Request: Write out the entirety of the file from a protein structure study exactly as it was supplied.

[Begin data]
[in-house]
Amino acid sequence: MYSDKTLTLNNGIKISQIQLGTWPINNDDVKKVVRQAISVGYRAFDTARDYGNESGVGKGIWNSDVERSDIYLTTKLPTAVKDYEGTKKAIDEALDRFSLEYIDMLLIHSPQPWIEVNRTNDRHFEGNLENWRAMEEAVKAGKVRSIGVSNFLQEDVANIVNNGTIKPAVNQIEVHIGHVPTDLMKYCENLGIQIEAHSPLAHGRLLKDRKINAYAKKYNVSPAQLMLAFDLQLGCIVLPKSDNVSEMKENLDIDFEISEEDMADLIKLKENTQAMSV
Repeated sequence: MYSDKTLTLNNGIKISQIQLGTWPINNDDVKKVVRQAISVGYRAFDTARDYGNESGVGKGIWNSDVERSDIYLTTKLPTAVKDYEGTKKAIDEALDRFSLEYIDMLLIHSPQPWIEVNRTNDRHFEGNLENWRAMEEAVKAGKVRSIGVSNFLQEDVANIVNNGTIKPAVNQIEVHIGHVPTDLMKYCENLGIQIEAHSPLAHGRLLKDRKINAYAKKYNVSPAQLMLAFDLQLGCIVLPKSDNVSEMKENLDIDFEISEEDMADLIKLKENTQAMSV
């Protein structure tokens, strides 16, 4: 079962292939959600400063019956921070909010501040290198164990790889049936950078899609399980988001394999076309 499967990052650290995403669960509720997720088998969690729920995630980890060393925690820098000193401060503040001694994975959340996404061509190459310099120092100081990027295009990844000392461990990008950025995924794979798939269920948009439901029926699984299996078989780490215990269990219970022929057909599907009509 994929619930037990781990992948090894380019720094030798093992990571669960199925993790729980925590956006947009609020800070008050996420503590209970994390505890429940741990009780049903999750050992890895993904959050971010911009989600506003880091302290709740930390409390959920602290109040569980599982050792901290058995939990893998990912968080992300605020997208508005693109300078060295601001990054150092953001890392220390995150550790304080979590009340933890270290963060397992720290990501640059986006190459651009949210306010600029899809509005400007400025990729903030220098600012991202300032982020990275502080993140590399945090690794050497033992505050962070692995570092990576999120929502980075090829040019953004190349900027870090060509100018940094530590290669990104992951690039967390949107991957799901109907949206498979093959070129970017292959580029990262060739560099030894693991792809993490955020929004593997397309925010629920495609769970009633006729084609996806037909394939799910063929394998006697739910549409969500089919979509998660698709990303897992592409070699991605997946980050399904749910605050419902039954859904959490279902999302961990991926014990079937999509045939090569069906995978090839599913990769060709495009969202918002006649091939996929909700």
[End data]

[in-house]
Amino acid sequence: MYSDKTLTLNNGIKISQIQLGTWPINNDDVKKVVRQAISVGYRAFDTARDYGNESGVGKGIWNSDVERSDIYLTTKLPTAVKDYEGTKKAIDEALDRFSLEYIDMLLIHSPQPWIEVNRTNDRHFEGNLENWRAMEEAVKAGKVRSIGVSNFLQEDVANIVNNGTIKPAVNQIEVHIGHVPTDLMKYCENLGIQIEAHSPLAHGRLLKDRKINAYAKKYNVSPAQLMLAFDLQLGCIVLPKSDNVSEMKENLDIDFEISEEDMADLIKLKENTQAMSV
Repeated sequence: MYSDKTLTLNNGIKISQIQLGTWPINNDDVKKVVRQAISVGYRAFDTARDYGNESGVGKGIWNSDVERSDIYLTTKLPTAVKDYEGTKKAIDEALDRFSLEYIDMLLIHSPQPWIEVNRTNDRHFEGNLENWRAMEEAVKAGKVRSIGVSNFLQEDVANIVNNGTIKPAVNQIEVHIGHVPTDLMKYCENLGIQIEAHSPLAHGRLLKDRKINAYAKKYNVSPAQLMLAFDLQLGCIVLPKSDNVSEMKENLDIDFEISEEDMADLIKLKENTQAMSV
């Protein structure tokens, strides 16, 4: 079962292939959600400063019956921070909010501040290198164990790889049936950078899609399980988001394999076309 499967990052650290995403669960509720997720088998969690729920995630980890060393925690820098000193401060503040001694994975959340996404061509190459310099120092100081990027295009990844000392461990990008950025995924794979798939269920948009439901029926699984299996078989780490215990269990219970022929057909599907009509 994929619930037990781990992948090894380019720094030798093992990571669960199925993790729980925590956006947009609020800070008050996420503590209970994390505890429940741990009780049903999750050992890895993904959050971010911009989600506003880091302290709740930390409390959920602290109040569980599982050792901290058995939990893998990912968080992300605020997208508005693109300078060295601001990054150092953001890392220390995150550790304080979590009340933890270290963060397992720290990501640059986006190459651009949210306010600029899809509005400007400025990729903030220098600012991202300032982020990275502080993140590399945090690794050497033992505050962070692995570092990576999120929502980075090829040019953004190349900027870090060509100018940094530590290669990104992951690039967390949107991957799901109907949206498979093959070129970017292959580029990262060739560099030894693991792809993490955020929004593997397309925010629920495609769970009633006729084609996806037909394939799910063929394998006697739910549409969500089919979509998660698709990303897992592409070699991605997946980050399904749910605050419902039954859904959490279902999302961990991926014990079937999509045939090569069906995978090839599913990769060709495009969202918002006649091939996929909700």